Proponents argued the takeover was a temporary—but necessary—measure to provide a better education for students who languish too long in failing schools. They also argued that it would give parents and communities a greater voice in how schools would be run.

Opponents, however, argued that the proposal was an attempt to wrest local control and tax dollars from districts. Some educators, including DeKalb County superintendent Stephen Green and Valarie Wilson of the Georgia School Boards Association, told Education Week last month that districts were already working to turn around chronically low-performing schools, and some had started new programs, including principal support, wraparound services, and teacher-training, in some of those schools. The ballot question’s language was also criticized for being “vague” and prompted a lawsuit.

Will the rejection of Georgia’s proposal deter other states from considering this kind of turnaround approach?

Probably not. Georgia&dmash;with the additional layer of the constitutional amendment—might just be a special case, Nelson Smith, a senior adviser to the National Association of Charter School Authorizers, told us last month as the debate heated up in the Peach State.

“I do think the fact that [Georgia] requires a constitutional referendum may make it an outlier, and reduce the impact that it might have on other states, because states can go a long way toward doing this administratively or through simple statutes, without having to go through the kind of protracted debates that Georgia is going through,” Smith said.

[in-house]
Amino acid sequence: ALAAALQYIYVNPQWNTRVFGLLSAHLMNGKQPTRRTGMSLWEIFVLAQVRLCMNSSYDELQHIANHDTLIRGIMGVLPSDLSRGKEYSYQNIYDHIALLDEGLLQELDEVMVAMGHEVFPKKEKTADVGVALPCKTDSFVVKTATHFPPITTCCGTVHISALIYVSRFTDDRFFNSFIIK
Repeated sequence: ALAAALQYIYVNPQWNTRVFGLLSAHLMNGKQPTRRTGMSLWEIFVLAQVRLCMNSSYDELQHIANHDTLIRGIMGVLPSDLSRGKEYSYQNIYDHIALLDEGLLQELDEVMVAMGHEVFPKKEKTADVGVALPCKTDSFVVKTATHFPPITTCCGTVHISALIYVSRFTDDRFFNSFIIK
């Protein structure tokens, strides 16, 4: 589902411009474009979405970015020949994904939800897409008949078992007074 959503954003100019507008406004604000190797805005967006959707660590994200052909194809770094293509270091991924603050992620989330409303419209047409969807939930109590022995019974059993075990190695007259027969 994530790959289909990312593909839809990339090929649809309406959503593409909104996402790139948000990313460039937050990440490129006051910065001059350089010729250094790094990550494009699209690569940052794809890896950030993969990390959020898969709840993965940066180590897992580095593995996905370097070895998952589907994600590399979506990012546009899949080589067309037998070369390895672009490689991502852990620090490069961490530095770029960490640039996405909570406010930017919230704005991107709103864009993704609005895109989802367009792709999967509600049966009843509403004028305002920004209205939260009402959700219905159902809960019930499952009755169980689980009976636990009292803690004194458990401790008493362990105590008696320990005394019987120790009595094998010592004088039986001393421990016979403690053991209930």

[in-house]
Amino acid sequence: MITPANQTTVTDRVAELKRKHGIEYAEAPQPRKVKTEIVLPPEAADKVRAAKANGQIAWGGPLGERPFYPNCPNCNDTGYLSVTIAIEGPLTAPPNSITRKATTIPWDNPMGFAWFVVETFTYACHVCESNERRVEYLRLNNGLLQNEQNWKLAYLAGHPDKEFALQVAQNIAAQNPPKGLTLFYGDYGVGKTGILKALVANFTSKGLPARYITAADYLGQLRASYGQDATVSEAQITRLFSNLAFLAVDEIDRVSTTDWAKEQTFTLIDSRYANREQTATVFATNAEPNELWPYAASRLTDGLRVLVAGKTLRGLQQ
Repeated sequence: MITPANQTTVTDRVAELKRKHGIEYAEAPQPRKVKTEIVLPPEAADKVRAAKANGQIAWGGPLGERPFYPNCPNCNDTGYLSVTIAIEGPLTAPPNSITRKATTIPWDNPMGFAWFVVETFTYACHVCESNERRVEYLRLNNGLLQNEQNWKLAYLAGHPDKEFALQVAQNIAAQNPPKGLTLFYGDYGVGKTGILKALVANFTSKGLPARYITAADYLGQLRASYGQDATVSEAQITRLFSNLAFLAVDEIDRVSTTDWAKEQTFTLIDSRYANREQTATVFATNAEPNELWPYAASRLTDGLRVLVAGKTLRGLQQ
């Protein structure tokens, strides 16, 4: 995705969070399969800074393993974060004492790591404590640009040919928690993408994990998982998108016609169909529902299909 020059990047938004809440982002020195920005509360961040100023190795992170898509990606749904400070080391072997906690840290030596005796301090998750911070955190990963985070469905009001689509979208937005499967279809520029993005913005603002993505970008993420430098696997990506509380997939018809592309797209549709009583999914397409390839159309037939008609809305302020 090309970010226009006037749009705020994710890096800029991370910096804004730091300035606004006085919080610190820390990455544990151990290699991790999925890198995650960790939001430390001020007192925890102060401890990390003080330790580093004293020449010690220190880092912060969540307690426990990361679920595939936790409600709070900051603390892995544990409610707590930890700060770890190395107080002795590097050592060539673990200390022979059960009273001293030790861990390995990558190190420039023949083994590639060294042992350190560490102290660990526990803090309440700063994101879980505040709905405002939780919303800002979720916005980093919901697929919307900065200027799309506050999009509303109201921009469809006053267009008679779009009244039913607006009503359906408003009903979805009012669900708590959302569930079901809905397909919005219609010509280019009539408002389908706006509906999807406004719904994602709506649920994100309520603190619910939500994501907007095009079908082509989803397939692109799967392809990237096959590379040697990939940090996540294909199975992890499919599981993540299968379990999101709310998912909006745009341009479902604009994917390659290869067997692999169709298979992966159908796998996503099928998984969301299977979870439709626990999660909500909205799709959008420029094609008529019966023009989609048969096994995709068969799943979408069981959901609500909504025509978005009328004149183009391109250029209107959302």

The Georgia effort had to cross two hurdles.

“It basically requires two political debates—one about the legislation itself, and then the second about the constitutional measure, the referendum,” Nelson said at the time. “It’s before the public for a long time. And, in a sense, that’s very healthy—it lets everybody get their views on the table. But it does make it a more pointed political issue.”

A version of this news article first appeared in the District Dossier blog.

Commenting has been disabled on effective Sept. 8. Please visit our FAQ section for more details. To get in touch with us visit our contact page, follow us on social media, or submit a Letter to the Editor.


This content is provided by our sponsor. It is not written by and does not necessarily reflect the views of Education Week's editorial staff.
Teaching Webinar
What’s Next for Teaching and Learning? Key Trends for the New School Year
The past 18 months changed the face of education forever, leaving teachers, students, and families to adapt to unprecedented challenges in teaching and learning. As we enter the third school year affected by the pandemic—and
Content provided by Instructure
This content is provided by our sponsor. It is not written by and does not necessarily reflect the views of Education Week's editorial staff.
Curriculum Webinar
How Data and Digital Curriculum Can Drive Personalized Instruction